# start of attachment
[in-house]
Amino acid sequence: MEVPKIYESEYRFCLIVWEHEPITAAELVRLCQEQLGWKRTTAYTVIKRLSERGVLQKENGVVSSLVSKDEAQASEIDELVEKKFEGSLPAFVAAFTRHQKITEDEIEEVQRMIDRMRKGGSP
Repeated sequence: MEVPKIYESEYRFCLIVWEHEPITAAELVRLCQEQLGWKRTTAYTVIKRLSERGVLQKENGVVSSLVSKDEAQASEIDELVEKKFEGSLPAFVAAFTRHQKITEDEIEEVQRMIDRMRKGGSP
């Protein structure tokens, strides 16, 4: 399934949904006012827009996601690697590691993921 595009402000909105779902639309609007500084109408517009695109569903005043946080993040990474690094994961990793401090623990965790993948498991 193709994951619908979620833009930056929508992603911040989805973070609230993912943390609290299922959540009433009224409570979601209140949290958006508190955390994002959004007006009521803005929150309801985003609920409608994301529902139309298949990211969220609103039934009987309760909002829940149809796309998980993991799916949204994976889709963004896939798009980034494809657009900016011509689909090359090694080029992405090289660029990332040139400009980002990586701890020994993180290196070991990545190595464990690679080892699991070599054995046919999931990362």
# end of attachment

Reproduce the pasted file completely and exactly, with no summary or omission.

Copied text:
[in-house]
Amino acid sequence: MEVPKIYESEYRFCLIVWEHEPITAAELVRLCQEQLGWKRTTAYTVIKRLSERGVLQKENGVVSSLVSKDEAQASEIDELVEKKFEGSLPAFVAAFTRHQKITEDEIEEVQRMIDRMRKGGSP
Repeated sequence: MEVPKIYESEYRFCLIVWEHEPITAAELVRLCQEQLGWKRTTAYTVIKRLSERGVLQKENGVVSSLVSKDEAQASEIDELVEKKFEGSLPAFVAAFTRHQKITEDEIEEVQRMIDRMRKGGSP
């Protein structure tokens, strides 16, 4: 399934949904006012827009996601690697590691993921 595009402000909105779902639309609007500084109408517009695109569903005043946080993040990474690094994961990793401090623990965790993948498991 193709994951619908979620833009930056929508992603911040989805973070609230993912943390609290299922959540009433009224409570979601209140949290958006508190955390994002959004007006009521803005929150309801985003609920409608994301529902139309298949990211969220609103039934009987309760909002829940149809796309998980993991799916949204994976889709963004896939798009980034494809657009900016011509689909090359090694080029992405090289660029990332040139400009980002990586701890020994993180290196070991990545190595464990690679080892699991070599054995046919999931990362």